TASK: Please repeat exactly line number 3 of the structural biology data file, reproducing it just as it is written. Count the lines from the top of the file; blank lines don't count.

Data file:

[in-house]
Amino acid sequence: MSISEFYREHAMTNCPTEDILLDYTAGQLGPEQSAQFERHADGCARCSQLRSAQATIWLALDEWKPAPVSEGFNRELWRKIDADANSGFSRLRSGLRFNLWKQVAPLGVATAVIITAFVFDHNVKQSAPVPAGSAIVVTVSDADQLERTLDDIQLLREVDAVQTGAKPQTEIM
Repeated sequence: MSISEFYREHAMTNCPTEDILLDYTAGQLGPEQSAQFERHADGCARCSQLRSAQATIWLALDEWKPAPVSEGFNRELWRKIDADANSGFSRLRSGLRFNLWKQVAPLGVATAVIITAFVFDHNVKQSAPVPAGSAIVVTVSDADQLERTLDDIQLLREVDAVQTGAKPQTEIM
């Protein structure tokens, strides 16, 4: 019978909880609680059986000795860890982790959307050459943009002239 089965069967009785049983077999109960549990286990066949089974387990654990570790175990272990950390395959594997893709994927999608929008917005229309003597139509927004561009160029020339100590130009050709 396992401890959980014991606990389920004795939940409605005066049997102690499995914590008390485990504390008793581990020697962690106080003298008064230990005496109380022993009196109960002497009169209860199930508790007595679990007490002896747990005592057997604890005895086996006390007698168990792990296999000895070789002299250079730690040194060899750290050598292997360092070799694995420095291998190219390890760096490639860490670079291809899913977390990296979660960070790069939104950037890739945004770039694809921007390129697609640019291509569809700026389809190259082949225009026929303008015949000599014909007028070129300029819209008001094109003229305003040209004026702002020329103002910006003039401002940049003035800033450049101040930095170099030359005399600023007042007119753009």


Repeated sequence: MSISEFYREHAMTNCPTEDILLDYTAGQLGPEQSAQFERHADGCARCSQLRSAQATIWLALDEWKPAPVSEGFNRELWRKIDADANSGFSRLRSGLRFNLWKQVAPLGVATAVIITAFVFDHNVKQSAPVPAGSAIVVTVSDADQLERTLDDIQLLREVDAVQTGAKPQTEIM